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Martin v. State

Court of Criminal Appeals of Tennessee, Knoxville

May 15, 2015

WILMARCUS H. MARTIN
v.
STATE OF TENNESSEE

Assigned on Briefs April 28, 2015

Appeal from the Criminal Court for Knox County No. 101977 Steven W. Sword, Judge

J. Liddell Kirk, Knoxville, Tennessee, for the Appellant, Wilmarcus H. Martin.

Herbert H. Slatery III, Attorney General and Reporter; Meredith DeVault, Senior Counsel; Charme P. Allen, District Attorney General; and Philip H. Morton, Assistant District Attorney General, for the Appellee, State of Tennessee.

D. Kelly Thomas, Jr., J., delivered the opinion of the court, in which Robert W. Wedemeyer and Timothy L. Easter, JJ., joined.

OPINION

D. KELLY THOMAS, JR., JUDGE

FACTUAL BACKGROUND

On December 14, 2012, the Petitioner pled guilty in case number 100546 to possession with the intent to sell 0.5 grams or more of a Schedule II controlled substance within 1, 000 feet of a park, a Class B felony. See Tenn. Code Ann. §§ 39-17-417, -432. It was further announced at the plea submission hearing, "He has four different cases on today. Three of them are on for sentencing, and one was on for status." Thereafter, the State provided the following factual basis for the Petitioner's plea to the drug charge in case number 100546:

Proof in this case would show that on April 5th of this year about two o'clock in the morning officers with the Knoxville Police Department were conducting a walking patrol in Ridgebrook Apartments which is located-the area of this event was located within [1, 000] feet of Malcolm Martin Park. They observed [the Petitioner] sitting in the driver's seat of a Lexus parked in a handicapped space in front of 2108 Ridgebrook Lane.
They approached the [Petitioner], spoke with him, [and] noticed an odor of alcoholic beverage coming from the vehicle. He also advised that he was not a resident of that complex and did not have identification on him.
Further investigation using a narcotic K-9 resulted in a positive alert on that vehicle for the presence of narcotics. A subsequent search pursuant to that sniff revealed a black pouch in the center console that contained approximately 24.7 grams of [a] white rock-like substance that field-tested positive for cocaine and was confirmed to be cocaine from the lab. That amount was consistent with possession for resale. [The Petitioner] also had $295 in denominations consistent with the sale of narcotics.

In outlining the terms of the agreement, the assistant public defender stated, "[W]e've reached an agreement in [case 100546] whereby he'll be serving . . . some time, and part of that agreement is that time will be concurrent with some of the sentence-two of the sentences [case numbers 98745 and 99030] that were on for sentencing today." She continued, "And one of them has to be consecutive [case number 99962].[1] We kind of recognize that [the Community Alternatives to Prison Program] did not want to supervise [the Petitioner] and kind of saw the writing on the wall there that he was probably going to be sentenced to serve on those six years-that total six-year sentence but have worked out this agreement that should take care of everything today."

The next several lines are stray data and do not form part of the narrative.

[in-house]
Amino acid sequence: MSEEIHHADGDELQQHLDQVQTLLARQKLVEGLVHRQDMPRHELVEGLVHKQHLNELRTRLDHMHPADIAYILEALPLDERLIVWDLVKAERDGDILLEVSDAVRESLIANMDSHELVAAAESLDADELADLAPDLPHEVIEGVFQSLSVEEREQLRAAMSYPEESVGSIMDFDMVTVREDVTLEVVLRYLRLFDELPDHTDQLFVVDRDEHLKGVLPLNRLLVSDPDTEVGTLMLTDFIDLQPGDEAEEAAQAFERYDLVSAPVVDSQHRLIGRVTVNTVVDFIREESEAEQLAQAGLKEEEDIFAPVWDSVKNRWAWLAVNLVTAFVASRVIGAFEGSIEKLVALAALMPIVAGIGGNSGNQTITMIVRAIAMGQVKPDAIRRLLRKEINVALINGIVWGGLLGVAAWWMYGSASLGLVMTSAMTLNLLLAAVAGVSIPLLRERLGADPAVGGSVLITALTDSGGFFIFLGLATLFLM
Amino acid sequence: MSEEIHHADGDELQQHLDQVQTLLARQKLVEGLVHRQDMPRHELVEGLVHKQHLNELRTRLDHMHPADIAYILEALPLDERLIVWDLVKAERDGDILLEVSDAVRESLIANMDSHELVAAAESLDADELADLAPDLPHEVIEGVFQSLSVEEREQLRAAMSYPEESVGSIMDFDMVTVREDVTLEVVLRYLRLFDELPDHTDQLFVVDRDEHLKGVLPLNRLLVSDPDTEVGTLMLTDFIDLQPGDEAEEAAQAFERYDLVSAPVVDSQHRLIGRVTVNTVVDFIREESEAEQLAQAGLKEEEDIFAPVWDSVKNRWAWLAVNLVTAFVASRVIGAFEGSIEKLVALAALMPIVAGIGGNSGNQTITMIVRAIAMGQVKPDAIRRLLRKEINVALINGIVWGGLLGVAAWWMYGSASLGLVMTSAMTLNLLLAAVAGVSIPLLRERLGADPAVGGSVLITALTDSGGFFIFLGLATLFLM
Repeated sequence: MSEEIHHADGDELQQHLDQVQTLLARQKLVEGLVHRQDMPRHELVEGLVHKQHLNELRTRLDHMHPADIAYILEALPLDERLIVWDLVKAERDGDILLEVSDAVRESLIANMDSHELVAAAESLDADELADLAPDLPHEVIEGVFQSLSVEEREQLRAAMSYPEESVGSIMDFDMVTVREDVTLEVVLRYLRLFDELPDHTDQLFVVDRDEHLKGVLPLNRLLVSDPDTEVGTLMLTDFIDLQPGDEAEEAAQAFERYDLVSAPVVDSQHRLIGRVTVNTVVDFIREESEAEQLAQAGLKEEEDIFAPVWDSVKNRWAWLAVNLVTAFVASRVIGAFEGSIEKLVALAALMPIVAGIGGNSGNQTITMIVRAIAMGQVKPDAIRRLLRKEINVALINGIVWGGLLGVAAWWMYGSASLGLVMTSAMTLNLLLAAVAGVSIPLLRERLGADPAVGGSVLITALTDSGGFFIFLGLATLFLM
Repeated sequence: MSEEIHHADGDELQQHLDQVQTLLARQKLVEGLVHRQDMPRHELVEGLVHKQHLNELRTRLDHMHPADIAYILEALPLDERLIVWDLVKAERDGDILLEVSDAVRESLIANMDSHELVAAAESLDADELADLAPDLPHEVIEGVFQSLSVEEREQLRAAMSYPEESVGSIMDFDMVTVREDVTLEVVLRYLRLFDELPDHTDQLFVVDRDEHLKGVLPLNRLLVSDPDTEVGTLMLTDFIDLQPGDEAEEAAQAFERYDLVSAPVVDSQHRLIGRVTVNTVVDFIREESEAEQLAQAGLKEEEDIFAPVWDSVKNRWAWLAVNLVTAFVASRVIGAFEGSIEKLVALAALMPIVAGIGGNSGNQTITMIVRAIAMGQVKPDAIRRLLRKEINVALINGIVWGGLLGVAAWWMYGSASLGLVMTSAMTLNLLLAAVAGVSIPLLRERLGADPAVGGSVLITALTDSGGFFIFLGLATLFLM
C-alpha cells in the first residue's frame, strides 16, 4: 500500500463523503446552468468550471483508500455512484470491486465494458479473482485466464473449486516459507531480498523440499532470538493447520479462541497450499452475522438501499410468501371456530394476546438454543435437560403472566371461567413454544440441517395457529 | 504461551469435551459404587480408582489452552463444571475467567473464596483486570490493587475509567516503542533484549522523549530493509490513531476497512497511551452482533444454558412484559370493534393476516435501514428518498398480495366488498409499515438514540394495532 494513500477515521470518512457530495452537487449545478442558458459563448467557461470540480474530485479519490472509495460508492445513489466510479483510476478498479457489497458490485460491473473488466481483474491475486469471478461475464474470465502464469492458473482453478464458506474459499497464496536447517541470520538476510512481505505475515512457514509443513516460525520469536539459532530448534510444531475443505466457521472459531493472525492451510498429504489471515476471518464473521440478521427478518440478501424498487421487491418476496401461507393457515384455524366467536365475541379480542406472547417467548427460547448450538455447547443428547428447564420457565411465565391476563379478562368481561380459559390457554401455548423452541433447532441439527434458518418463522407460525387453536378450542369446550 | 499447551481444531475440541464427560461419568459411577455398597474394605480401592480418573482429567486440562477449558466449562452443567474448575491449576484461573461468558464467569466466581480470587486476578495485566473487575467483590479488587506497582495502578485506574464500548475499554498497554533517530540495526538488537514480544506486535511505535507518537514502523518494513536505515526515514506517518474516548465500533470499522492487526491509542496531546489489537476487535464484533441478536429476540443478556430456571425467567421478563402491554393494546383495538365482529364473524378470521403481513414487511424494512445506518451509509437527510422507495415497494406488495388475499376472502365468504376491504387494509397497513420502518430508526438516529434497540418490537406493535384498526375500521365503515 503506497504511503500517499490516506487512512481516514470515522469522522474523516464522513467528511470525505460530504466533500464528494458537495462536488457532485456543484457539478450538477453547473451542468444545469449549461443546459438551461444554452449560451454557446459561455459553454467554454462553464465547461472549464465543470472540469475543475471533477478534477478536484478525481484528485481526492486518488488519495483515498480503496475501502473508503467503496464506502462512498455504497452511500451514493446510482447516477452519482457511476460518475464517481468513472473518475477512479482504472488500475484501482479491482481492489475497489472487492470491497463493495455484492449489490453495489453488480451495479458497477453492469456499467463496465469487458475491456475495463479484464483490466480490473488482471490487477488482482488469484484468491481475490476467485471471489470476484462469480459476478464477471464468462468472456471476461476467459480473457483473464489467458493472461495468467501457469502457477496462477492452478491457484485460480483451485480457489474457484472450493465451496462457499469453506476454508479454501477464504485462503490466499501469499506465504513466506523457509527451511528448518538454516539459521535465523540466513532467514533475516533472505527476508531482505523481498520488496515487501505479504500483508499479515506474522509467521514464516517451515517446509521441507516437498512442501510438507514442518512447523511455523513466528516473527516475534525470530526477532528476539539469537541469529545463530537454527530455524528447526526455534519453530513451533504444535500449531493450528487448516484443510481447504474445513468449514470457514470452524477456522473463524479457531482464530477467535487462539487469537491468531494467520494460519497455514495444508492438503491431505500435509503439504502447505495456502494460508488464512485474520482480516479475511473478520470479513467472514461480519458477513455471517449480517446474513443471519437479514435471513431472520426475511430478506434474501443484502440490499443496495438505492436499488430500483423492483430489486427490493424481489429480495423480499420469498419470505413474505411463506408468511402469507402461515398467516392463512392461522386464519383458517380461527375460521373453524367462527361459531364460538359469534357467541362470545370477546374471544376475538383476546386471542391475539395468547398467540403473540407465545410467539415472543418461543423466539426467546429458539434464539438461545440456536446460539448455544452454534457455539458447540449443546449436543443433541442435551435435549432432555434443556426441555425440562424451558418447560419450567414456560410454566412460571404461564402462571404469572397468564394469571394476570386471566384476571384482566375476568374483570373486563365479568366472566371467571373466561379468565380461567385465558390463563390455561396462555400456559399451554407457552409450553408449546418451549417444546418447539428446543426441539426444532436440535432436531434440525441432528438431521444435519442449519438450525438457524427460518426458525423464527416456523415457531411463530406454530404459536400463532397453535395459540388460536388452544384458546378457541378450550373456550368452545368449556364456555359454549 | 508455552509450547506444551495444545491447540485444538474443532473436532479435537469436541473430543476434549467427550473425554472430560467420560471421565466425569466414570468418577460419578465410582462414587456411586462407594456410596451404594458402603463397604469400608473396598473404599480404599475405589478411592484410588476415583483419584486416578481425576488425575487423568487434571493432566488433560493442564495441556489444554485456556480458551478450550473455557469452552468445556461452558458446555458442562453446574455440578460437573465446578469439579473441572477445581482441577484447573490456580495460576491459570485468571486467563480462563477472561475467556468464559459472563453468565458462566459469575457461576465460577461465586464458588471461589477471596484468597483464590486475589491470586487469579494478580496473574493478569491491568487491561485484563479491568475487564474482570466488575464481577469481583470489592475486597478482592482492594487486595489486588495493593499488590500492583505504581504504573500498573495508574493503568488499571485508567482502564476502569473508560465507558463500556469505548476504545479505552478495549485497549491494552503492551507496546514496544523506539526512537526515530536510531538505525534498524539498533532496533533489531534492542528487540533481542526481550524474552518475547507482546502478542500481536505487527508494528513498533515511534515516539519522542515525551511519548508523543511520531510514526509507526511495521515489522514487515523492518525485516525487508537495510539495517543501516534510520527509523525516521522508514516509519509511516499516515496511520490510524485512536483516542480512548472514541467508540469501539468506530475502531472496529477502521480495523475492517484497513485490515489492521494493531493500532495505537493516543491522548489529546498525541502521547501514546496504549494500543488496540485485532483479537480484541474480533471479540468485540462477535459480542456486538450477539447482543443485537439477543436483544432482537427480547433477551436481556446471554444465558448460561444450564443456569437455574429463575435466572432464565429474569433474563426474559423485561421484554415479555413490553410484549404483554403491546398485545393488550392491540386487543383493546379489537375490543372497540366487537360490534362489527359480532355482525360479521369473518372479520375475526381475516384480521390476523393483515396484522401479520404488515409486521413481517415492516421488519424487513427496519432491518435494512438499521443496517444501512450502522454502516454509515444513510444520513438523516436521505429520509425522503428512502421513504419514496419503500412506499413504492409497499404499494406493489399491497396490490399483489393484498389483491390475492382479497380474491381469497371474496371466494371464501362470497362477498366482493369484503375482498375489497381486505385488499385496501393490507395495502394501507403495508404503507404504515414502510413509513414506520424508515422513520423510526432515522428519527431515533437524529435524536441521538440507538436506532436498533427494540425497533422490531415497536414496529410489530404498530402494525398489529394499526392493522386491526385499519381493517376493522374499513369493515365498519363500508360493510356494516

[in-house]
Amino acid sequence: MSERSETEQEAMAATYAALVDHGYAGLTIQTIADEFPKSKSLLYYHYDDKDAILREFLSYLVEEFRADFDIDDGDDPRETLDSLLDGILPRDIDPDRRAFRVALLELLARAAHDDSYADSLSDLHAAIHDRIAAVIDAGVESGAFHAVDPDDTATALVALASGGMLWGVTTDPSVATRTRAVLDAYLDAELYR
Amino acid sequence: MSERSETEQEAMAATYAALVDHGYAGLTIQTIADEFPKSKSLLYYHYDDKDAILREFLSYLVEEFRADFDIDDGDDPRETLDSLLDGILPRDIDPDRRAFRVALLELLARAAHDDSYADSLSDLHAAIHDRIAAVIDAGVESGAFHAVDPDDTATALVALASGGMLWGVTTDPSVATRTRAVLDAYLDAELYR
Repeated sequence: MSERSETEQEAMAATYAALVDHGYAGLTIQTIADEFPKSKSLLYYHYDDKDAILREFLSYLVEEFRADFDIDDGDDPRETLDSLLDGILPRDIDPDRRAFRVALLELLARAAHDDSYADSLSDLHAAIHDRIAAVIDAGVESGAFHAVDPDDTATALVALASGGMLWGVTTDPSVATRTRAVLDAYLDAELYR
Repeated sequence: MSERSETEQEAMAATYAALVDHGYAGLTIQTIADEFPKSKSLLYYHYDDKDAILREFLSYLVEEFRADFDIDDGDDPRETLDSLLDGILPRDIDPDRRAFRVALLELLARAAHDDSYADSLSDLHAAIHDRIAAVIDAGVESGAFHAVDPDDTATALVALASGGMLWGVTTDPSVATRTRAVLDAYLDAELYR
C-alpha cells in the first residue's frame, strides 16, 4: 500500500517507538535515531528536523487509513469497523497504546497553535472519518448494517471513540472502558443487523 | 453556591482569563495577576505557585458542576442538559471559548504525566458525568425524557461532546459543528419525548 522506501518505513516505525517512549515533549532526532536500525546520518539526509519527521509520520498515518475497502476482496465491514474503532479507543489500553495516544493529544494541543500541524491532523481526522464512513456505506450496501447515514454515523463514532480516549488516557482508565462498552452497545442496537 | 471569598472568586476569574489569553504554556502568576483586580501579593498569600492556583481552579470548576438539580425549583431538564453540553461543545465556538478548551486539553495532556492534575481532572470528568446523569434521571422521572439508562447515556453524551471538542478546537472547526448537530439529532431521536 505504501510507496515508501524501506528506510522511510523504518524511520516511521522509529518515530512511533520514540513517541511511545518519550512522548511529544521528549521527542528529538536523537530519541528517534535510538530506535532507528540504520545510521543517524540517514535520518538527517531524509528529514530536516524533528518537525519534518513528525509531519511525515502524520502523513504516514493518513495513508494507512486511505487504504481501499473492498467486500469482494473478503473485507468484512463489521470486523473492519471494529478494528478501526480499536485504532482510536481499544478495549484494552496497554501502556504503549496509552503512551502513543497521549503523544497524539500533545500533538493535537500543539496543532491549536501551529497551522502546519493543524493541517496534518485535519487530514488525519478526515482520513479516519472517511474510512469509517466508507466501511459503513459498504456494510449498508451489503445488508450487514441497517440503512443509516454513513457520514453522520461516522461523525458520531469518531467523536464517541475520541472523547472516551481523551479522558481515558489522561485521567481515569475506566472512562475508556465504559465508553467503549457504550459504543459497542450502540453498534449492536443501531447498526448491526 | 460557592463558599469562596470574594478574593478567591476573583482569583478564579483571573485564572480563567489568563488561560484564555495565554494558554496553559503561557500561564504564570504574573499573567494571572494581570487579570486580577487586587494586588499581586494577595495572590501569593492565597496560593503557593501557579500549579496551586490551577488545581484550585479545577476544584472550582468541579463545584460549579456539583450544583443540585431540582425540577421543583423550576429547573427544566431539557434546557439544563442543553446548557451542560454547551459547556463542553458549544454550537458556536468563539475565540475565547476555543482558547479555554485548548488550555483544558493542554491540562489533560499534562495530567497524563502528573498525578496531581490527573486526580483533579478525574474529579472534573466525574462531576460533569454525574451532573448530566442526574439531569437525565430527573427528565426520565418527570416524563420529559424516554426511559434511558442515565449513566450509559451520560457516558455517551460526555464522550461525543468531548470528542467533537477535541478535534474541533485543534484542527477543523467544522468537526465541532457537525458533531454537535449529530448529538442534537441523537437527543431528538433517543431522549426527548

In exchange for his plea to Count 1 in case number 100546, the Petitioner received a sentence of eight years with 100% service percentage, to be served consecutively to a two-year sentence in case number 99962 with 30% Range I offender service percentage, resulting in a total effective sentence of ten years. Two-year sentences were also imposed for case numbers 98745 and 99030, and those sentences were to be served concurrently with the eight-year sentence in case number 100546. A second count of the indictment in case number 100546 was dismissed.[2] Thus, four separate cases were disposed of by the plea deal. Furthermore, the assistant district attorney commented directly on the Petitioner's release eligibility for the drug charge: "Recommended sentence is eight years, the minimum sentence with drug-free zone release eligibility. That-meaning that full eight years would have to be served."

In response to questioning by the trial court, the twenty-six-year-old Petitioner stated that he had obtained his General Equivalency Diploma, that he could read and write, and that he was not under the influence of any substances that would impair his cognitive skills. The Petitioner confirmed that the announcement of the assistant district attorney coincided with his understanding of the terms of the agreement. The trial court then specifically inquired regarding the Petitioner's release eligibility for his cocaine possession conviction, "In that case you'll receive a minimum sentence of eight years. Since it's within ...


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